In the patent literature, typical examples of techniques that confront the problem include U.S. Pat. No. 4,756,118, issued Jul. 12, 1988, to Charles W. Evans, II. The Evans patent discloses a high pressure, high temperature vaporizing system and an insertable probe or lance mechanism together with other associated elements. By these means thermal vapors or gases comprising principally insecticides and diluents are injected into the core of a mound while maintaining a high pressure and temperature. The theory is that dispersion of the insecticide gases will carry through the entire mound and a substantial part of the tunnel system, destroy the queen and all fireants with which the gases come in contact. However, this approach not only relies primarily on the killing power of the insecticide, with its attendant expense and ecological after effects, but presents inherent dangers in terms of the ranges of temperature (2210° F.) and pressure (as high as 3000 psi) that are used. The volume of liquid delivered is kept low, because reliance is placed on the spread of the killing gases.

Other patents evidencing the state of the art include U.S. Pat. No. 4,160,336, issued to Query et al. Jul. 10, 1979. This proposes a technique in which a refrigerant and an insecticide are injected as an aerosol into the individual mounds. As with the Evans II patent, the usage of an insertible probe for dispersion of vapors is not an assured method of delivery, since a mound comprises a plurality of interior tunnels and galleries. In addition, if the probe is not fortunately positioned, the flow may be occluded and have very limited or only partial penetration. The same is true of the U.S. Pat. to Turner, No. 4,367,161, issued Jan. 20, 1987. This is a probe system that utilizes pressurized steam injection, employing a probe that is injected vertically downward into the mound within a proprietary doomed shield with a vent opening. The patent suggests that condensation of a portion of the injected steam into very hot water will aid in the extermination of target insects or animals, but it is evident that only a very limited amount of water can be delivered in this manner. The U.S. Pat. to Connelly, No. 4,815,234, issued Mar. 28, 1989 proposes a combination of mechanical destruction of the ant bed, combined with delivery of a stream of high temperature fluid, which might include water, to kill the fireants. However, fireants are extremely sensitive to disturbing influences, and at the onset of danger the ants transport the queen or queens to different areas. Thus, in an area where there is a substantial concentration of ant mounds, such mechanical disruption has a possibility of being ultimately effective only with the first mounds so treated.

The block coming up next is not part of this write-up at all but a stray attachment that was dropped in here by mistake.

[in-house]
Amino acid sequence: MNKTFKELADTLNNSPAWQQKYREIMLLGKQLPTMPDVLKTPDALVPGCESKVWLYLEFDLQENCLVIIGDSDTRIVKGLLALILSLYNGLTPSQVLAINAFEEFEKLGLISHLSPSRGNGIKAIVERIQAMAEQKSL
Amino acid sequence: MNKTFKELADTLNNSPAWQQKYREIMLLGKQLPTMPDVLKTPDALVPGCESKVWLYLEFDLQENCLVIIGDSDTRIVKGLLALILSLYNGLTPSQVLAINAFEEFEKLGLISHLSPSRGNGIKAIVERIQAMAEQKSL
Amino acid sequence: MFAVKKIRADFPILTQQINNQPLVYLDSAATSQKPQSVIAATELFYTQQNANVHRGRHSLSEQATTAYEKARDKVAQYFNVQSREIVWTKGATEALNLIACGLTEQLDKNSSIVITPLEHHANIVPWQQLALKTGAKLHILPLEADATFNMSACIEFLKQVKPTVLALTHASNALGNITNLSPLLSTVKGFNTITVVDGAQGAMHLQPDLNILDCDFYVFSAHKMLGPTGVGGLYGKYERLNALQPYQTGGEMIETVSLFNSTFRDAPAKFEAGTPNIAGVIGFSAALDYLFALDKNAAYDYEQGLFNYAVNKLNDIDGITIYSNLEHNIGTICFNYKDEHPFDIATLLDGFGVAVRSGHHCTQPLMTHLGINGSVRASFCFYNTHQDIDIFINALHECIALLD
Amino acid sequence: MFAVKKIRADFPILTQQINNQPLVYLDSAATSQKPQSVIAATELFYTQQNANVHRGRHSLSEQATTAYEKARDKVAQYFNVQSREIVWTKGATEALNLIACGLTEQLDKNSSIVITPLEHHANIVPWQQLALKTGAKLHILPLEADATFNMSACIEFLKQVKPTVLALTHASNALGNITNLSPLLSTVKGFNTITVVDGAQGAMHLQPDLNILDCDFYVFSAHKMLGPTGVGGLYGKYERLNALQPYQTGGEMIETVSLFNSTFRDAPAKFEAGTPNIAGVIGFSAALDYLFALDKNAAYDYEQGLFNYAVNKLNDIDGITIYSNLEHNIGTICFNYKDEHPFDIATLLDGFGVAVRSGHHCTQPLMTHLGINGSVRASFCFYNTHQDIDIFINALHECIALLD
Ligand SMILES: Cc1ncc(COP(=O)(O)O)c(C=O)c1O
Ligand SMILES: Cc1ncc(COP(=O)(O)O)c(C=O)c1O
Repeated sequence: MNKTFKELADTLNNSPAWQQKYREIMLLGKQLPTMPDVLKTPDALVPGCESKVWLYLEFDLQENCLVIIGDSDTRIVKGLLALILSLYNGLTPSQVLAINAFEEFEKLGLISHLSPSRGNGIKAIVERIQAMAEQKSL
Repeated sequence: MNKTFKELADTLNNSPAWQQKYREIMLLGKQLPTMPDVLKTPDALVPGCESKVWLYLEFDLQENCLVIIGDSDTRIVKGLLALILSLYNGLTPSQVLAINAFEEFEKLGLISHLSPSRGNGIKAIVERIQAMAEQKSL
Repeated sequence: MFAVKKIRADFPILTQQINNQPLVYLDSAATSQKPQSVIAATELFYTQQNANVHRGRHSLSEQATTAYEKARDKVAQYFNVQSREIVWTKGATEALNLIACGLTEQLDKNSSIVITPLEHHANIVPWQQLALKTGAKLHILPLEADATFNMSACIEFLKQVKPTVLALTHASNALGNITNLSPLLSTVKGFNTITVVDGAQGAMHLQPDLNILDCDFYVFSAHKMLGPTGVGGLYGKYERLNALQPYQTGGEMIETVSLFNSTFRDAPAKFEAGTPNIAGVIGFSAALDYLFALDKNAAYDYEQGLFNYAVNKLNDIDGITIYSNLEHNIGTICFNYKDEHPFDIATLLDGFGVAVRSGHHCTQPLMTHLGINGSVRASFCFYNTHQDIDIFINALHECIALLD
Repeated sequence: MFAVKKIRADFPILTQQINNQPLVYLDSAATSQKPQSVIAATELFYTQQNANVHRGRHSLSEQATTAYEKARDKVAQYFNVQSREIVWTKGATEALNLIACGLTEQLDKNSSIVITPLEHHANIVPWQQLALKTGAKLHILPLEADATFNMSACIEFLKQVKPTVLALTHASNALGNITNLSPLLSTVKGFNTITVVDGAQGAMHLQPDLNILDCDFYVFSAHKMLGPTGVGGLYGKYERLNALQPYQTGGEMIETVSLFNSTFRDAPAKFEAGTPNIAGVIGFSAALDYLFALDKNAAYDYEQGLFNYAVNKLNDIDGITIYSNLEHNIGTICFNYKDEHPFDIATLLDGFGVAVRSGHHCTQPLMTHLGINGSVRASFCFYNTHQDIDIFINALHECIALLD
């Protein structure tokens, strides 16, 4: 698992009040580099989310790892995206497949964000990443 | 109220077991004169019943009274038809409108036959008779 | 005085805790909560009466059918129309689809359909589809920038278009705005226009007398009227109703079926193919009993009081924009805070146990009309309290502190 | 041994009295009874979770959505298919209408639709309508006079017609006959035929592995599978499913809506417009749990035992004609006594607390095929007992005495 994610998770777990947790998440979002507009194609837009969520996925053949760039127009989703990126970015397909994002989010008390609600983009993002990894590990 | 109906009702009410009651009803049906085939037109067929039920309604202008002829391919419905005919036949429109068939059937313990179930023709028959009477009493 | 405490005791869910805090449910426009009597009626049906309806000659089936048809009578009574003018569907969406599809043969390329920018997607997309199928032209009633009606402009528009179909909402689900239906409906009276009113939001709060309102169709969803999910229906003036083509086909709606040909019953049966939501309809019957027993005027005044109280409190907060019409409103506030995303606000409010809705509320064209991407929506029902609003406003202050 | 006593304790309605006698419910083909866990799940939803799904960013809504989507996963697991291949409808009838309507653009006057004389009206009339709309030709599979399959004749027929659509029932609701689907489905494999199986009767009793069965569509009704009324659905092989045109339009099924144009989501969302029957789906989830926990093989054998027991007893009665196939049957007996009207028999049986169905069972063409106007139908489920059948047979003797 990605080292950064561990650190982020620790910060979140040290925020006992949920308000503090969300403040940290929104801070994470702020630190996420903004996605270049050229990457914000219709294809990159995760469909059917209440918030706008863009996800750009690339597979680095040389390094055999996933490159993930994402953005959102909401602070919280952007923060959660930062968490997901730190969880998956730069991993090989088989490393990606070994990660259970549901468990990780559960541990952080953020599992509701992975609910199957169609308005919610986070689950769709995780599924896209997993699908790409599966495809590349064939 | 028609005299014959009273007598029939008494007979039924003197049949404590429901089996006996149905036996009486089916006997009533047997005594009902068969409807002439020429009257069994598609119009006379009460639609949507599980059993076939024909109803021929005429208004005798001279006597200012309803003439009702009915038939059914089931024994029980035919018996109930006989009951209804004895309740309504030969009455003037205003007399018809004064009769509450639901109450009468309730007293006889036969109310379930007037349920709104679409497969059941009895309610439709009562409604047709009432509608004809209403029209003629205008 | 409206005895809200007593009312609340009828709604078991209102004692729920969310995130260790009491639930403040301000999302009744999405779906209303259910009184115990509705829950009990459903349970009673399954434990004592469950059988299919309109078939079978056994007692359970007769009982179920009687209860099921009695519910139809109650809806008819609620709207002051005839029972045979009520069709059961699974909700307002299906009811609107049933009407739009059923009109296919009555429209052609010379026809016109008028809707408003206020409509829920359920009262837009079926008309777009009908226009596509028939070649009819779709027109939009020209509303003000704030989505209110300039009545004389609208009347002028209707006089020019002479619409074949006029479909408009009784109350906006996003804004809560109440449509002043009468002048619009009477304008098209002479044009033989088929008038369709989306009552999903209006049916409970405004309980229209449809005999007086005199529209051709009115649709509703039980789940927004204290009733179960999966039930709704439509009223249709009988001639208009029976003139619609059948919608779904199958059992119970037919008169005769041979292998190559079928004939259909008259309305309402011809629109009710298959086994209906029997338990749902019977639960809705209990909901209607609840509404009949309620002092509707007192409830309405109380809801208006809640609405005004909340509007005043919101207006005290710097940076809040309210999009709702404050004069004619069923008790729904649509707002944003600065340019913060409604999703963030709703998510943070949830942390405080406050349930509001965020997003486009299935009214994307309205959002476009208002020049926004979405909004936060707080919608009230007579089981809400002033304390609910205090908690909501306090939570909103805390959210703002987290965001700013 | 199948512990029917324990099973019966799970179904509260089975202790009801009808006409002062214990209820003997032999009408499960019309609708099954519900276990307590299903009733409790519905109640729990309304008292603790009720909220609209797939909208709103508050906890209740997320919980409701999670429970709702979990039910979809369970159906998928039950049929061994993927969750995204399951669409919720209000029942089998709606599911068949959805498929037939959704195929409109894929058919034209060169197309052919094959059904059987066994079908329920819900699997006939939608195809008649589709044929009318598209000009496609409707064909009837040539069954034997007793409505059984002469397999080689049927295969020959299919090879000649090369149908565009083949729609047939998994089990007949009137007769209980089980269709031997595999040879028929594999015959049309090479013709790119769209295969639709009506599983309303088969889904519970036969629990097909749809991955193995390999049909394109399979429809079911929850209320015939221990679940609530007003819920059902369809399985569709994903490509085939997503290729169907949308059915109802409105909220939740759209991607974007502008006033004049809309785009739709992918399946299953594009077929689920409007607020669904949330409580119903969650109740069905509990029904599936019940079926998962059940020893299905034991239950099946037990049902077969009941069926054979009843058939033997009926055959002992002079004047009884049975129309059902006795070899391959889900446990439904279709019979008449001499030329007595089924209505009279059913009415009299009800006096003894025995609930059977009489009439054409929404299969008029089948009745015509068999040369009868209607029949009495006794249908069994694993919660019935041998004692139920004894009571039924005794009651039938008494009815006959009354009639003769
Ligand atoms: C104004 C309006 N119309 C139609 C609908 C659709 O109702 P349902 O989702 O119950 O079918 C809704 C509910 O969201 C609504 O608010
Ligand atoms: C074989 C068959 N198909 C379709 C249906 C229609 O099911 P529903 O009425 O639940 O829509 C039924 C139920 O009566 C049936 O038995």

It is evident therefore that a need exists for methods and apparatus which can operate effectively to destroy fireant populations using ecologically safe materials of low cost, overcoming the problems that have been encountered by the prior art.

SUMMARY OF THE INVENTION

Methods and apparatus in accordance with the invention employ a high flow liquid delivery system using a double handled, deep penetrating insertible probe for impulse immersion of the core region of a fireant mount. Flow is started with the probe tip below ground level, followed by continued delivery of very hot water as the probe is inserted further and slowly withdrawn until a region of the entire core is inundated and the hot water has penetrated throughout a central region of the mound complex. Additional insertions of the probe are then successively made from different directions, in each instance starting inundation in the core region and continuing during all the probe insertion and withdrawal phases. The killing action is enhanced by employment of a gel-forming constituent that enhances water retention and clogs the tunnels and galleries. Tests conducted using this system and method have shown total destruction of the queens and ant colonies with no discernible side effects.

In a more specific example of a method in accordance with the invention, a lengthy probe is quickly penetrated into the lower depths of the fireant mound, and a supply of very high temperature (200 to 212 degrees F.) water mixed with a dissolvable gel-forming compound (such as gel foam) is connected into the lower depths of the mound as soon as full penetration is attained. A significantly high volume of water, between 21/2 to 3 gallons per minute in a typical example, is injected at all times after the probe reaches below ground levels. After the first injection, the probe is reinserted quickly several times more, the insertions being spaced and angled to allow the greatest degree of side and lateral coverage although converging on the queen's chamber well below ground. The base of the queen's chamber is used to enable the operator to reference this crucial area of the mound and determine the disposition of subsequent probe insertions. In each insertion, high volume delivery of the solution continues as the probe is slowly withdrawn.